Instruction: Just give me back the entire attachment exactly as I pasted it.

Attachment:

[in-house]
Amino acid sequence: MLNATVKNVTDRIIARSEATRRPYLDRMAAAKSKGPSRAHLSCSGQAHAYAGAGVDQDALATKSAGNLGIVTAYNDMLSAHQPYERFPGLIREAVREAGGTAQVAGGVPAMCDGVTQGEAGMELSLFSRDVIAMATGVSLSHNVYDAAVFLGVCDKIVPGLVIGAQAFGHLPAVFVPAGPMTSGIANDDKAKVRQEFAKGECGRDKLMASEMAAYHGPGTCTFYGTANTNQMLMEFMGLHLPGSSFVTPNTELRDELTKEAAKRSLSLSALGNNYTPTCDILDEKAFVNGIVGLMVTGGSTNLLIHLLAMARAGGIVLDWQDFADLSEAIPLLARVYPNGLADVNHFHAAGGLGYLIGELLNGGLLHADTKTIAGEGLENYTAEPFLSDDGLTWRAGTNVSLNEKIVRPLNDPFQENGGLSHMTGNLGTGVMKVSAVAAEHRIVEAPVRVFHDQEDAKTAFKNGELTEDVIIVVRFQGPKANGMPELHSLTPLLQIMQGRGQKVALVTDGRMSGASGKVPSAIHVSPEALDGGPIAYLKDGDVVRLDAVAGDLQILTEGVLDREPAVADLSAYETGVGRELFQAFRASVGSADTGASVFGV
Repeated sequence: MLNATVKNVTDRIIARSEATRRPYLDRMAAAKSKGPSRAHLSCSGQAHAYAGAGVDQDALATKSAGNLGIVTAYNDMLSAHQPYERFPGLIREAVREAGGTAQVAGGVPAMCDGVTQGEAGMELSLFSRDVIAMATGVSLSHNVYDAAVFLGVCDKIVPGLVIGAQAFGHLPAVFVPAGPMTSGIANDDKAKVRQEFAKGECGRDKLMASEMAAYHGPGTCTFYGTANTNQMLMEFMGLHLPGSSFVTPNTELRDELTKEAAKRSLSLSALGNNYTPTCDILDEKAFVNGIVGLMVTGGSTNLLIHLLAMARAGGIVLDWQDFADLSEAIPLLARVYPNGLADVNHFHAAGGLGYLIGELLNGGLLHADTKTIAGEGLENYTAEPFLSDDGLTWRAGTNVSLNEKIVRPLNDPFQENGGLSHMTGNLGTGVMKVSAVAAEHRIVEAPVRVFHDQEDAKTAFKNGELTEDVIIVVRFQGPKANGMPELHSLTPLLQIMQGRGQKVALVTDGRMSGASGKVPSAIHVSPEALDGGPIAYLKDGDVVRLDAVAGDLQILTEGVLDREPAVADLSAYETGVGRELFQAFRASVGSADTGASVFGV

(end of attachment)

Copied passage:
[in-house]
Amino acid sequence: MLNATVKNVTDRIIARSEATRRPYLDRMAAAKSKGPSRAHLSCSGQAHAYAGAGVDQDALATKSAGNLGIVTAYNDMLSAHQPYERFPGLIREAVREAGGTAQVAGGVPAMCDGVTQGEAGMELSLFSRDVIAMATGVSLSHNVYDAAVFLGVCDKIVPGLVIGAQAFGHLPAVFVPAGPMTSGIANDDKAKVRQEFAKGECGRDKLMASEMAAYHGPGTCTFYGTANTNQMLMEFMGLHLPGSSFVTPNTELRDELTKEAAKRSLSLSALGNNYTPTCDILDEKAFVNGIVGLMVTGGSTNLLIHLLAMARAGGIVLDWQDFADLSEAIPLLARVYPNGLADVNHFHAAGGLGYLIGELLNGGLLHADTKTIAGEGLENYTAEPFLSDDGLTWRAGTNVSLNEKIVRPLNDPFQENGGLSHMTGNLGTGVMKVSAVAAEHRIVEAPVRVFHDQEDAKTAFKNGELTEDVIIVVRFQGPKANGMPELHSLTPLLQIMQGRGQKVALVTDGRMSGASGKVPSAIHVSPEALDGGPIAYLKDGDVVRLDAVAGDLQILTEGVLDREPAVADLSAYETGVGRELFQAFRASVGSADTGASVFGV
Repeated sequence: MLNATVKNVTDRIIARSEATRRPYLDRMAAAKSKGPSRAHLSCSGQAHAYAGAGVDQDALATKSAGNLGIVTAYNDMLSAHQPYERFPGLIREAVREAGGTAQVAGGVPAMCDGVTQGEAGMELSLFSRDVIAMATGVSLSHNVYDAAVFLGVCDKIVPGLVIGAQAFGHLPAVFVPAGPMTSGIANDDKAKVRQEFAKGECGRDKLMASEMAAYHGPGTCTFYGTANTNQMLMEFMGLHLPGSSFVTPNTELRDELTKEAAKRSLSLSALGNNYTPTCDILDEKAFVNGIVGLMVTGGSTNLLIHLLAMARAGGIVLDWQDFADLSEAIPLLARVYPNGLADVNHFHAAGGLGYLIGELLNGGLLHADTKTIAGEGLENYTAEPFLSDDGLTWRAGTNVSLNEKIVRPLNDPFQENGGLSHMTGNLGTGVMKVSAVAAEHRIVEAPVRVFHDQEDAKTAFKNGELTEDVIIVVRFQGPKANGMPELHSLTPLLQIMQGRGQKVALVTDGRMSGASGKVPSAIHVSPEALDGGPIAYLKDGDVVRLDAVAGDLQILTEGVLDREPAVADLSAYETGVGRELFQAFRASVGSADTGASVFGV